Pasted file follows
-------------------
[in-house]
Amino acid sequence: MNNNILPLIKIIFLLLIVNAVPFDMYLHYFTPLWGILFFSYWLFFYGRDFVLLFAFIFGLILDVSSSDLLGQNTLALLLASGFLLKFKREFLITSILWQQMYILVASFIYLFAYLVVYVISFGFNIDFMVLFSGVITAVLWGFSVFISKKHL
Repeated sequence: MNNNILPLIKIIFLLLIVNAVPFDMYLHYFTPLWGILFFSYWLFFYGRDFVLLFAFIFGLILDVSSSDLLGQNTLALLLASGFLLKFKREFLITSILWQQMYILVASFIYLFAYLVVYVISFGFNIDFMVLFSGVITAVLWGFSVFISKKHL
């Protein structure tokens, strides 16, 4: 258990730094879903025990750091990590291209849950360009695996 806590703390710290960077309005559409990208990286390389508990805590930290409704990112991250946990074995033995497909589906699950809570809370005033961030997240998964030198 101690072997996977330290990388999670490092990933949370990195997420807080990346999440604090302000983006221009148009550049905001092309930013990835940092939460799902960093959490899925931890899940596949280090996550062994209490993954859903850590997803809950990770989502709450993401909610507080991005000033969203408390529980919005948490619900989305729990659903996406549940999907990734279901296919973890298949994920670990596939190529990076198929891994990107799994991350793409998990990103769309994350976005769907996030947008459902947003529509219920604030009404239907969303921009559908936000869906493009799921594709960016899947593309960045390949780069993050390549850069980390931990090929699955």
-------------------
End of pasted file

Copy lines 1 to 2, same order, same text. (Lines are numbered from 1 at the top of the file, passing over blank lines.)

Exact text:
[in-house]
Amino acid sequence: MNNNILPLIKIIFLLLIVNAVPFDMYLHYFTPLWGILFFSYWLFFYGRDFVLLFAFIFGLILDVSSSDLLGQNTLALLLASGFLLKFKREFLITSILWQQMYILVASFIYLFAYLVVYVISFGFNIDFMVLFSGVITAVLWGFSVFISKKHL